Watch - Rolls-Royce's luxury drop-top Dawn examined at Frankfurt
With 80 per cent of the body all-new, this is much more than just a Wraith convertible. We take a close look
As soon as you set eyes on Rolls-Royce’s new Dawn it’s all too easy to imagine yourself cruising effortlessly down a sun-drenched coastal road. It might not be evo’s usual fare, but the Dawn is a rather seductive motor car and in the same way that you would a Land Rover Defender you’d definitely find a place for one alongside all the sports and super cars in a dream garage. The name Dawn was originally used on a post war car called the Silver Dawn. Just 28 of these voluptuous drophead coupes were made in the early fifties, all with coach built bodies by Park Ward. Rolls Royce will be hoping to produce rather more than that number with the new Dawn.
Engine and transmission
Under the considerable acreage of bonnet is the familiar but mighty twin-turbo 6.6-litre V12. In this application it’s putting out an ample 563bhp at 5250rpm and an even more impressive 575lb ft of torque at 1500rpm. A more dynamic accelerator mapping has apparently yielded up to a 30 per cent increase in response at medium throttle.
The gearbox is ZF’s familiar 8-speed auto but, as with the Wraith, it is satellite aided. This means that the it can read the road ahead and, depending on current driving style and the severity of any upcoming corners, select the appropriate gear for the conditions.
Rolls-Royce says that the Dawn is much more than just a Wraith convertible and indeed 80 per cent of the body panels are new. The windscreen is lower and combined with the way the roof wraps over the sides it gives the car a very sleek look. Whether the roof is up or down the Dawn is beautifully proportioned.
The more you walk around the car the more you notice beautiful details. For example, there is a deep translucent Bristol Blue colour in the headlights and the creases in the bonnet that stretch out behind the Spirit of Ecstasy make it look as though she is creating a wake as she flies.
Quietness is a defining theme of the roof. The claim that with the roof up the Dawn is as serene inside as a Wraith is something we’ll have to take on trust until we drive it, although with six layers of material it should certainly have enough sound insulation. The claim that the roof is silent as it’s being stowed or erected is slightly easier to verify as it was demonstrated when we saw the car. If you listen very carefully then you can just hear a subtle murmuring whirr from the motors but it is incredibly quiet and does nothing to dispel the air of serene elegance that the Dawn exudes.
The roof can be stowed or erected in just 21 seconds and at speeds up to 30mph. It also has French seams. Not being too handy with a needle and thread it had to be explained to us that this makes the seams smoother and neater (thus minimising wind noise) and this is something of a first in fabric roofs. It’s also worth mentioning the rear window, which is as small as practically possible while still providing the necessary sight lines. The result is very elegant and also gives a greater sense of privacy for those inside.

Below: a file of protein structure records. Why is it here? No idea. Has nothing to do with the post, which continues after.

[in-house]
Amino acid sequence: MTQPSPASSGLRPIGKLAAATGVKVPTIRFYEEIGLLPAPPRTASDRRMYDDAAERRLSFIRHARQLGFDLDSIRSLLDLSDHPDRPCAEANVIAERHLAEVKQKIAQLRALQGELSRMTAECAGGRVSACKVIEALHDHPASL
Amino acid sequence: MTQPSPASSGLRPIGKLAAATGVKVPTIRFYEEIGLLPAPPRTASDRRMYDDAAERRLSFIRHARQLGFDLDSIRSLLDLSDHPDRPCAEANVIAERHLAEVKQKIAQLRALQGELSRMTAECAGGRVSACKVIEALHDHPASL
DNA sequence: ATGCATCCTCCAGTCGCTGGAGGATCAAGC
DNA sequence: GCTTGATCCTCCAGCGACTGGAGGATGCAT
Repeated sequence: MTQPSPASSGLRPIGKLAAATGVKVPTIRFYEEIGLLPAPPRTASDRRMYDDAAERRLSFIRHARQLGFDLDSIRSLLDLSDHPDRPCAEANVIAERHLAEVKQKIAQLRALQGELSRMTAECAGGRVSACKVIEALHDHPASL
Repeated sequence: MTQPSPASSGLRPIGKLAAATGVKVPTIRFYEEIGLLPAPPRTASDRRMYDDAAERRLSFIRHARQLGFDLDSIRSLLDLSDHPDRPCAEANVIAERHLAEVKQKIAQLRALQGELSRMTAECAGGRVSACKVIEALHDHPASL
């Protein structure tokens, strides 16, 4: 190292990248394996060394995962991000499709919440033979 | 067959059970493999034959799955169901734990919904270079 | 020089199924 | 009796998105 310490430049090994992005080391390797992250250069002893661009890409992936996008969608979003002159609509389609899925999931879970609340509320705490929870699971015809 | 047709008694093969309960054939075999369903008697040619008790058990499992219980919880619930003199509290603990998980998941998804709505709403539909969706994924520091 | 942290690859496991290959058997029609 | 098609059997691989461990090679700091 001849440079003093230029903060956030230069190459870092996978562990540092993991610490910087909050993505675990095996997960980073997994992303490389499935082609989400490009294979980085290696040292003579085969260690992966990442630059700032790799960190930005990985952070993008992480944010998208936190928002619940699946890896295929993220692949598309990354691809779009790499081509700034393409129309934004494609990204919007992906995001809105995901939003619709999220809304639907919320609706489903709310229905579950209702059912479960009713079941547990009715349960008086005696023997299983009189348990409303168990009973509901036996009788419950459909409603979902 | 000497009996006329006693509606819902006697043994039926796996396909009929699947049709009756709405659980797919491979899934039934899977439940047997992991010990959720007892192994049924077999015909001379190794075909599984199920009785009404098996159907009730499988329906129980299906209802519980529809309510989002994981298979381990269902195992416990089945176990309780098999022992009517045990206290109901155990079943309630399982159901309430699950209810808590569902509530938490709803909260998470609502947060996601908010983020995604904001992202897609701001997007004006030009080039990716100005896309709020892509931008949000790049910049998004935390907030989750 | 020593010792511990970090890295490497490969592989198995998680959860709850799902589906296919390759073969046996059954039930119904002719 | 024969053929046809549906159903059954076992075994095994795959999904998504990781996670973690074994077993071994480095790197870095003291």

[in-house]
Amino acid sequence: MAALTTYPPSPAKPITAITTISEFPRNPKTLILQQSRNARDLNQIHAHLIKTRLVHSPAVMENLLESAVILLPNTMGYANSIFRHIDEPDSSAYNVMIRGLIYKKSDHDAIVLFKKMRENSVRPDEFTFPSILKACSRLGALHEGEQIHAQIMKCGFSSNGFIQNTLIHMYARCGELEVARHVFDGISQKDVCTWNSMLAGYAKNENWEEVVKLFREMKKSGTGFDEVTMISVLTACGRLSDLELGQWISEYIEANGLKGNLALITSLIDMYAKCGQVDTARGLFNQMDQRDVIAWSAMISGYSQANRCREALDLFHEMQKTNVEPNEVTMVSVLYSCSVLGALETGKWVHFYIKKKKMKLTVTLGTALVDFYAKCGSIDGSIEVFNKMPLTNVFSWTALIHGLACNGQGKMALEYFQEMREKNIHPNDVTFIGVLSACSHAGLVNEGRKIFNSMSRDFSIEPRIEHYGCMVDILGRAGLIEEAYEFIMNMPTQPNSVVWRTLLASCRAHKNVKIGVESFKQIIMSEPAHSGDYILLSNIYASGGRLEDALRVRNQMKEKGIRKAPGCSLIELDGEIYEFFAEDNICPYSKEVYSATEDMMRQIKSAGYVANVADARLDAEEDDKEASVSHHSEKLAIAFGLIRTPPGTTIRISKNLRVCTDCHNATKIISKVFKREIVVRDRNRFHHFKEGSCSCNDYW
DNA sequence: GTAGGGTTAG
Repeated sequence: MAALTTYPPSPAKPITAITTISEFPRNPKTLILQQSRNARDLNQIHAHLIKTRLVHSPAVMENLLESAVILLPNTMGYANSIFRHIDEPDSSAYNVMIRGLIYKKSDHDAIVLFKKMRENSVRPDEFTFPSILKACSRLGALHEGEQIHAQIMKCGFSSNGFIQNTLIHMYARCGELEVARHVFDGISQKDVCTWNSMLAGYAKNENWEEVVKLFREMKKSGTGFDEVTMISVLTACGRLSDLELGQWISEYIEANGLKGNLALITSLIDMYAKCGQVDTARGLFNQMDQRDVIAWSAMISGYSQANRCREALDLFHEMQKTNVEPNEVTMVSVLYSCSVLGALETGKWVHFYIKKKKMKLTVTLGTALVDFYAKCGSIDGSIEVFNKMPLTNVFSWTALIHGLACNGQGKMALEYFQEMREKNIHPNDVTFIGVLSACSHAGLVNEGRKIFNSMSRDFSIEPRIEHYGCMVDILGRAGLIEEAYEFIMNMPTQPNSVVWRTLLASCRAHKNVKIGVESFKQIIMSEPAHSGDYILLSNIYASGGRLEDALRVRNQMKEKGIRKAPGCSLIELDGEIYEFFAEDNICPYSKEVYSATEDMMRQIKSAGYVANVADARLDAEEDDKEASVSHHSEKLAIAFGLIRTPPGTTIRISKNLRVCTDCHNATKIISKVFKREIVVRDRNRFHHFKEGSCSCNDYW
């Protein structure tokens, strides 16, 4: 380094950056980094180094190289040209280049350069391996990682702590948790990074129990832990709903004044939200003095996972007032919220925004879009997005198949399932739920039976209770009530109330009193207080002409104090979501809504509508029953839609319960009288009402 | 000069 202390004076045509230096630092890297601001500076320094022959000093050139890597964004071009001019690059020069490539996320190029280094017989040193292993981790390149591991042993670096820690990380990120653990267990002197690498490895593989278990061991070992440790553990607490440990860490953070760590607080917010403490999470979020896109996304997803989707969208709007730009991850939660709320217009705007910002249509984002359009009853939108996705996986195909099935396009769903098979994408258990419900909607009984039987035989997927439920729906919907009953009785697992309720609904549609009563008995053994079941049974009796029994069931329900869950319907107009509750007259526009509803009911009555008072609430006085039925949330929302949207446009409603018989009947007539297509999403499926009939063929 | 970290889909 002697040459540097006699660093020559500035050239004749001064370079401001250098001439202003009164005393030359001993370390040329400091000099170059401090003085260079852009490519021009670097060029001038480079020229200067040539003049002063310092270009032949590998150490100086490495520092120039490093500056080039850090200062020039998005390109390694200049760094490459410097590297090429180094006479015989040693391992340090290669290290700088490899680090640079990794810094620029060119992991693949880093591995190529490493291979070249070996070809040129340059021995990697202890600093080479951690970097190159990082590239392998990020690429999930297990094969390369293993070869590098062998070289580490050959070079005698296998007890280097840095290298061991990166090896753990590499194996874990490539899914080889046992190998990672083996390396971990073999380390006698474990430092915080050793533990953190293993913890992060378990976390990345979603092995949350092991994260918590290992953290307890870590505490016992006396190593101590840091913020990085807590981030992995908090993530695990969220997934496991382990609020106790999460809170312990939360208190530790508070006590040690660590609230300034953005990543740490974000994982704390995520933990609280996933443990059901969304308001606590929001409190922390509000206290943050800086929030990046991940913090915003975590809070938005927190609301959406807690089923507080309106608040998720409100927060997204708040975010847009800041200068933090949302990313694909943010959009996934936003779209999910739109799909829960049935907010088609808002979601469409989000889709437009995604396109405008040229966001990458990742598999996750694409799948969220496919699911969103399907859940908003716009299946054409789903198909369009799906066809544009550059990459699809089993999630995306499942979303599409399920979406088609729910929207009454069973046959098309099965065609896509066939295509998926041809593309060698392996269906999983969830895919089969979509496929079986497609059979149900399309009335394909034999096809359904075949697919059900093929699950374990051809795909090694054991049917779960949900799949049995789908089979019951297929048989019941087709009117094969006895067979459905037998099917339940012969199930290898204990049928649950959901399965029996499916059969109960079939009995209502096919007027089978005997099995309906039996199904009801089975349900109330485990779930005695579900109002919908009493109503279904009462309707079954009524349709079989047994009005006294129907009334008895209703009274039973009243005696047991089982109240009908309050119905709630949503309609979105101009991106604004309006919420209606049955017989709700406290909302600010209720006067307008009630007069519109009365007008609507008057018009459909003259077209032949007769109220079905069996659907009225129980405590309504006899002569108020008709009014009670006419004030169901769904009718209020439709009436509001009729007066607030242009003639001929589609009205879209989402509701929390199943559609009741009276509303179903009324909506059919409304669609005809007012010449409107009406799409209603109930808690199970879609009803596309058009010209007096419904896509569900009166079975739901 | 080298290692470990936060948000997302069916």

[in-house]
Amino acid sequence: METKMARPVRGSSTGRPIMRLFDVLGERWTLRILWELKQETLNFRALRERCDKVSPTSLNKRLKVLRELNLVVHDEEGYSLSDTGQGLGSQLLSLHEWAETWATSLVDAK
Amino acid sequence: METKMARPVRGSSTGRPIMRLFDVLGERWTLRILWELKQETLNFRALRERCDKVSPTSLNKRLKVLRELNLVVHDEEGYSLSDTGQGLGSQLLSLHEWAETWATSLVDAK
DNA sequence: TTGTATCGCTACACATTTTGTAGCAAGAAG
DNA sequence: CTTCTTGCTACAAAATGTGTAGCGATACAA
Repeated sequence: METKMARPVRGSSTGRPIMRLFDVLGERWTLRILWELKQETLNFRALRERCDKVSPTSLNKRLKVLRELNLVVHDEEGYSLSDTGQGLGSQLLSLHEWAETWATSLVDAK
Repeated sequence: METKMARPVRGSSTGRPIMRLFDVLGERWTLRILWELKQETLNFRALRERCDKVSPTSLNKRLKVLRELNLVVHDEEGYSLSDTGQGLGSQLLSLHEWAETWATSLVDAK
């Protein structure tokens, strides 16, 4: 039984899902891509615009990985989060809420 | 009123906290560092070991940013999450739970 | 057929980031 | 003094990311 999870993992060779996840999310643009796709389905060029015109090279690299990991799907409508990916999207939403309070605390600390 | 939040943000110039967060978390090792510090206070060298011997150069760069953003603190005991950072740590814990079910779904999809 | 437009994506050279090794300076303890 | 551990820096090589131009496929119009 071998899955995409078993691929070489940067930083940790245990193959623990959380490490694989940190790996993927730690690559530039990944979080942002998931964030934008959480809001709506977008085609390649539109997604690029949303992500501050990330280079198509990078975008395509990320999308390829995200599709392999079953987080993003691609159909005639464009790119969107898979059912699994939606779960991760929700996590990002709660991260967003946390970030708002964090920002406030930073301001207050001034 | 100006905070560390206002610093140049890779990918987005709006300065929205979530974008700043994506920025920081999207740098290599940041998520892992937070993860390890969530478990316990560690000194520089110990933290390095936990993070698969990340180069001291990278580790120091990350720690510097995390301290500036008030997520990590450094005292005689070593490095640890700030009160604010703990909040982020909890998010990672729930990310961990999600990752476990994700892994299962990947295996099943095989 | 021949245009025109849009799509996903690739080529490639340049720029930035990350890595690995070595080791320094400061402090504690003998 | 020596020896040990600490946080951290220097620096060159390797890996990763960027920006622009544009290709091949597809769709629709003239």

Chassis and suspension
According to Rolls-Royce, one of the benefits of the distinctive suicide doors is that they allow an uninterrupted A-pillar, which aids body strength and stiffness. Tens of thousands of miles have apparently also been completed on a range of rough road surfaces in order to assess and minimise scuttle shake. The end result is a car that Rolls-Royce claims is the most torsionally rigid four-seater on sale today.
It’s t be expected that the newly designed air springs and active rolls bars will still favour comfort over dynamism but Rolls-Royce is keen to portray the Dawn as something of driver’s car and not just a wallowy cruiser. 20inch wheels are standard, but the car we saw was on 21inch rims. All tyres are run flat.
Interior and technology
Although it is a 2+2, Rolls-Royce is keen to state that the Dawn is a proper four-seater. Indeed a six-footer will comfortably fit in the second row and thanks to the comfortable but almost bucket-like shape of the rear seats occupants don’t appear awkwardly positioned. From a pure engineering perspective the rear deck that sweeps around the rear passengers could have been made lower, but the designers kept it higher as they wanted the occupants to feel sufficiently cocooned – describing it as like shrugging a collar up on a jacket.
Many big premium or luxury brands have brought in audio manufacturers to provide their stereos but Roll-Royce has kept it all in house. The main advantage to this is that something bespoke can be created rather than having to adapt an outside supplier’s existing hardware. The two men principally responsible are apparently very proud of the results. As you would expect, they have designed the 16-speaker hi-fi to cope with the differing conditions depending on whether the roof is up or down. The central controls for the infotainment are essentially BMW’s i-Drive, which is no bad thing.
The Dawn is expected to cost around £250,000 although this number will obviously rise depending on how you choose to spec your car. Plenty of customers will no doubt also wish to make full use of Rolls-Royce’s bespoke service.